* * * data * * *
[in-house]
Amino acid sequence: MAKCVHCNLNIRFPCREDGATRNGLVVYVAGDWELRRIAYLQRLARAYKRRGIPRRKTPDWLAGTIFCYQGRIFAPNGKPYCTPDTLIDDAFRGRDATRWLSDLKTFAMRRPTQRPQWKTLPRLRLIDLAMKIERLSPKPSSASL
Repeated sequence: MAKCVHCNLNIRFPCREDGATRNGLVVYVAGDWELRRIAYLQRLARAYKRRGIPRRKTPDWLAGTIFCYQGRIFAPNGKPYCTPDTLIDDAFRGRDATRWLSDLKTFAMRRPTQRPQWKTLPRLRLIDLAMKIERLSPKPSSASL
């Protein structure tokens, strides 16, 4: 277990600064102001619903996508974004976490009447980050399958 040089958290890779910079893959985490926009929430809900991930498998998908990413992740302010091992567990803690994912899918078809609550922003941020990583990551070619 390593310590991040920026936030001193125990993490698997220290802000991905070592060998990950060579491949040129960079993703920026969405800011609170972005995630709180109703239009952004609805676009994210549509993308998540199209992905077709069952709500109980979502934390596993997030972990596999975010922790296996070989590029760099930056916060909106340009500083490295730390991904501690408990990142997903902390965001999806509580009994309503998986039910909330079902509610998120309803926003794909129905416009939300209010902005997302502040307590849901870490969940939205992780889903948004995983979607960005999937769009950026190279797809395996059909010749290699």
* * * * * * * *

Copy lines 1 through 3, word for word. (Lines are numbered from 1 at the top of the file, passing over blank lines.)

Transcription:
[in-house]
Amino acid sequence: MAKCVHCNLNIRFPCREDGATRNGLVVYVAGDWELRRIAYLQRLARAYKRRGIPRRKTPDWLAGTIFCYQGRIFAPNGKPYCTPDTLIDDAFRGRDATRWLSDLKTFAMRRPTQRPQWKTLPRLRLIDLAMKIERLSPKPSSASL
Repeated sequence: MAKCVHCNLNIRFPCREDGATRNGLVVYVAGDWELRRIAYLQRLARAYKRRGIPRRKTPDWLAGTIFCYQGRIFAPNGKPYCTPDTLIDDAFRGRDATRWLSDLKTFAMRRPTQRPQWKTLPRLRLIDLAMKIERLSPKPSSASL